Communion Of Dreams


Fingers crossed.
November 30, 2010, 10:59 am
Filed under: NASA, Science, Space, Titan

This would be so very cool:

Did NASA Discover Life on One of Saturn’s Moons?

NASA is holding a press conference on Thursday “to discuss an astrobiology finding.” Are they going to announce that they’ve found evidence of extraterrestrial life?Blogger Jason Kottke took a look at NASA’s press release, which touts “an astrobiology finding that will impact the search for evidence of extraterrestrial life” (astrobiology, besides being a cool word, is “the study of the origin, evolution, distribution and future of life in the universe”), and decided to investigate further by looking at the participants’ resumes. So who are the participants?

  • A geobiologist who’s written about “geology and life on Mars”;
  • an oceanographer who’s done extensive work on arsenic-based photosynthesis;
  • a biologist examining Titan, the largest moon of Saturn, and its similarities to early Earth;
  • and an ecologist investigating the “chemistry of environments where life evolves.”

Keep your fingers crossed.

Jim Downey

Hat tip to Jacob for the link! Thanks!



Nah, they’d *never* do that.
November 30, 2010, 9:27 am
Filed under: Civil Rights, Constitution, Emergency, Predictions, Preparedness, Terrorism, Travel, YouTube

Gah. One of the things I kept seeing/hearing from those who support the TSA security procedures is that if you don’t like the groping or scans, just take a train or bus. When countered with the response that these procedures at the airports could be extended to train and bus stations, it’s common to hear the comment: “Nah, they’d *never* do that.”

Guess again:

Jim Downey

Via We Won’t Fly.



And here I thought Heinlein was just a dirty old man…

By the time the dose of tempus was wearing off I had a picture of the United States in a shape that I had not imagined even when I was in Kansas City – a country undergoing Terror. Friend might shoot friend; wife denounce husband. Rumor of a titan could drum up a mob on any street, with Judge Lynch baying in the van. To rap on a door at night was to invite a blast through the door. Honest folk stayed home; at night the dogs were out.

The fact that most of the rumored discoveries of slugs were baseless made them no less dangerous. It was not exhibitionism which caused many people to prefer outright nudity to the tight and scanty clothing permitted under Schedule Sun Tan; even the skimpiest clothing invited a doubtful second look, a suspicion that might be decided too abruptly. The head-and-spine armor was never worn now; the slugs had faked it and used it almost at once.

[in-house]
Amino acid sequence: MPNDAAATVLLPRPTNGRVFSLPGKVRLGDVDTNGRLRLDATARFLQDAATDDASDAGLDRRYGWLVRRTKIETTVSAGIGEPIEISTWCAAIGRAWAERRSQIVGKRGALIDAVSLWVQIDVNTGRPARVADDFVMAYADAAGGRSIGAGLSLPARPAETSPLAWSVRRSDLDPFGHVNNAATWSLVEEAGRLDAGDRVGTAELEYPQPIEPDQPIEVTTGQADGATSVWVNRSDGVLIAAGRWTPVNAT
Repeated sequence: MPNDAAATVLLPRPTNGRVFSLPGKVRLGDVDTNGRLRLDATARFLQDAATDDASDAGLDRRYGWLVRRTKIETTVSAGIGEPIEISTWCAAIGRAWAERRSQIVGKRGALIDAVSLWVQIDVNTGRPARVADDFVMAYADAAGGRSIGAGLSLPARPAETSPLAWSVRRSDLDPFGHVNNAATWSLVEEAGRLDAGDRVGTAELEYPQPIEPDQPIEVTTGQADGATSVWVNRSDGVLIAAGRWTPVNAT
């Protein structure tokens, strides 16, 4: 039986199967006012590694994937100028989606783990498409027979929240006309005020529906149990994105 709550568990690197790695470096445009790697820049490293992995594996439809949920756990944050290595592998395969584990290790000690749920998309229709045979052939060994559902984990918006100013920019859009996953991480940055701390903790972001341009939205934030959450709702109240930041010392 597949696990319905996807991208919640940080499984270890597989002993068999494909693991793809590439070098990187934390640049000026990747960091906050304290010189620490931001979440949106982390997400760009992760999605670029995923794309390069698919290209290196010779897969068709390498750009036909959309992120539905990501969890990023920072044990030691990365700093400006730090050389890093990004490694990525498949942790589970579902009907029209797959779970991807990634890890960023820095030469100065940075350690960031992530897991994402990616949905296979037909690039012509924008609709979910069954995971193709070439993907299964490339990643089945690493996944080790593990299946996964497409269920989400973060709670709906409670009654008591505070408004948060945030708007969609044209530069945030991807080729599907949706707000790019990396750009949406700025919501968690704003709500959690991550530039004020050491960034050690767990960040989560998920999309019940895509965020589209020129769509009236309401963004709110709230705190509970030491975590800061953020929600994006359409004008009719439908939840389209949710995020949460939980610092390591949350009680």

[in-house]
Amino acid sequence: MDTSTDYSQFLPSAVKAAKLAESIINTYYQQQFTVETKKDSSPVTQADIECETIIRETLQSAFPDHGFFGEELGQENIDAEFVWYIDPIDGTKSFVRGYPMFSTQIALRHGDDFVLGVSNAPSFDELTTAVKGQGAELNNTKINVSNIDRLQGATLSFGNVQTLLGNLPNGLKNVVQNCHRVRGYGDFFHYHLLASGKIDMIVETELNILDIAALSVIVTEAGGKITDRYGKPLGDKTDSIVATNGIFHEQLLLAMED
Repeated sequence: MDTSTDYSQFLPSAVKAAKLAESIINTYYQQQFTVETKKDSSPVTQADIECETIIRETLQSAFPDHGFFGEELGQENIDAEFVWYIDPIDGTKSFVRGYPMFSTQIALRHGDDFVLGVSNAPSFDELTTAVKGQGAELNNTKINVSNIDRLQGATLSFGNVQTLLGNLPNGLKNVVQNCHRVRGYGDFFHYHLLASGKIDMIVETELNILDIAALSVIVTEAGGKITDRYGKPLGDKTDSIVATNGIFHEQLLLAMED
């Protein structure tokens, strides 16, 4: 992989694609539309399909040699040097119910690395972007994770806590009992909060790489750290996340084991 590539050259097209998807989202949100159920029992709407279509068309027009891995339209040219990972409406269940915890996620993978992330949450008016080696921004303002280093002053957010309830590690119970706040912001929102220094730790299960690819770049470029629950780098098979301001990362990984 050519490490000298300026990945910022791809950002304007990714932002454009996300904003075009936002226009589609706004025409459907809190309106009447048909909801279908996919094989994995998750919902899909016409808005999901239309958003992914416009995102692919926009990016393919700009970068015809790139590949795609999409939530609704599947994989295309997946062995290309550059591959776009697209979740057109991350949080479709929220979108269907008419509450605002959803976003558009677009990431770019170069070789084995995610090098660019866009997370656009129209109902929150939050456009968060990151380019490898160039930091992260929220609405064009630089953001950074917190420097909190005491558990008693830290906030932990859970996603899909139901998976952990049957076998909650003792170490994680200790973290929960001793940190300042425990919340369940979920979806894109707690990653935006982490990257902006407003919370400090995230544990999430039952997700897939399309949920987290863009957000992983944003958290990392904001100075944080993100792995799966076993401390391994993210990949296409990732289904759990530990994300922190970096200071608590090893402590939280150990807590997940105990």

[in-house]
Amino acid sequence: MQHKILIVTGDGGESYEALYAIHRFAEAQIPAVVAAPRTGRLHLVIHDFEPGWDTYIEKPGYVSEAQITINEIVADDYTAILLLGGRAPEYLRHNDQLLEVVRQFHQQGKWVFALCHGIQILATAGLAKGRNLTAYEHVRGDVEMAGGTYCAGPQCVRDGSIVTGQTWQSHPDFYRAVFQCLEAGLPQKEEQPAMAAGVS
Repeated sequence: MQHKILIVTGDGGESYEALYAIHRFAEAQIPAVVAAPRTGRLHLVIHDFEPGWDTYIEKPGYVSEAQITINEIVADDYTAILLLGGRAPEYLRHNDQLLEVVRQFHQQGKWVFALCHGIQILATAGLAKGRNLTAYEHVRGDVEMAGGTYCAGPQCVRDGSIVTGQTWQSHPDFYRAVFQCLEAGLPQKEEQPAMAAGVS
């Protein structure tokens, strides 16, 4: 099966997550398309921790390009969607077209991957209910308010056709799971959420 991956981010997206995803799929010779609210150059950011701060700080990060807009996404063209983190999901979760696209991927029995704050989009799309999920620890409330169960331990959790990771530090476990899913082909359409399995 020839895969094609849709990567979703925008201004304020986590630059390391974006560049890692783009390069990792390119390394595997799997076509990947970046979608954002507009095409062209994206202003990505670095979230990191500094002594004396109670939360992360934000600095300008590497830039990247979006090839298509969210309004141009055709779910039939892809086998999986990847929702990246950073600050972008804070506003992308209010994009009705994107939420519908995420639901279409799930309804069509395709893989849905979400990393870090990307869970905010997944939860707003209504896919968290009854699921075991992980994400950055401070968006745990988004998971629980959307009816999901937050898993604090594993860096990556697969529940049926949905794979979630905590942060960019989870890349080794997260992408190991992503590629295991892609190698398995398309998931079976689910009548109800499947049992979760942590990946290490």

That’s from Chapter XXIV of The Puppet Masters, the 1951 classic from Robert A. Heinlein.

It’s been a number of years since I last read the book – I think I read it prior to the release of the movie adaptation in 1994, but not since, so there were parts of the book which I didn’t remember. I had honestly forgotten that the alien invaders had come from Titan, for example – which is funny, since most of Communion of Dreams takes place there. And I forgot that Heinlein sets the book firmly in our current time – the first part of it is in July, 2007.

But what I hadn’t forgotten was the basic story line: alien invasion by quickly-reproducing “slugs” that can attach themselves to the human nervous system and completely control their hosts, using the full knowledge and abilities of those hosts. That made an impression on me when I first read the book in early adolescence. Scared the hell out of me.

What also made an impression was the above bit – the nudity. Hey, I was a hormone-soaked early teen. The idea of society quickly changing such that everyone would run around naked was . . . interesting.

When I re-read the book later (first semester of college at Grinnell – which so happened to be where the first bit of the book is set) and then again in advance of the movie, I just considered this bit to be part of Heinlein’s usual casual sexual tweaking of convention. It was no big deal, but I always just considered him of something of a ‘dirty old man’ who was looking for an excuse to get naked people into his books.

But now . . . well, I have to reconsider. He certainly nailed what people are like when frightened, and how that can have an impact on social mores. Consider my recent post about how willing some folks are to put up with the new security scanners and “enhanced pat downs,” and that’s just because of the *possibility* that these security procedures might make them marginally safer when flying. What if there was a massive threat which could be fought by shedding our clothes? People’d peel, and damned quickly.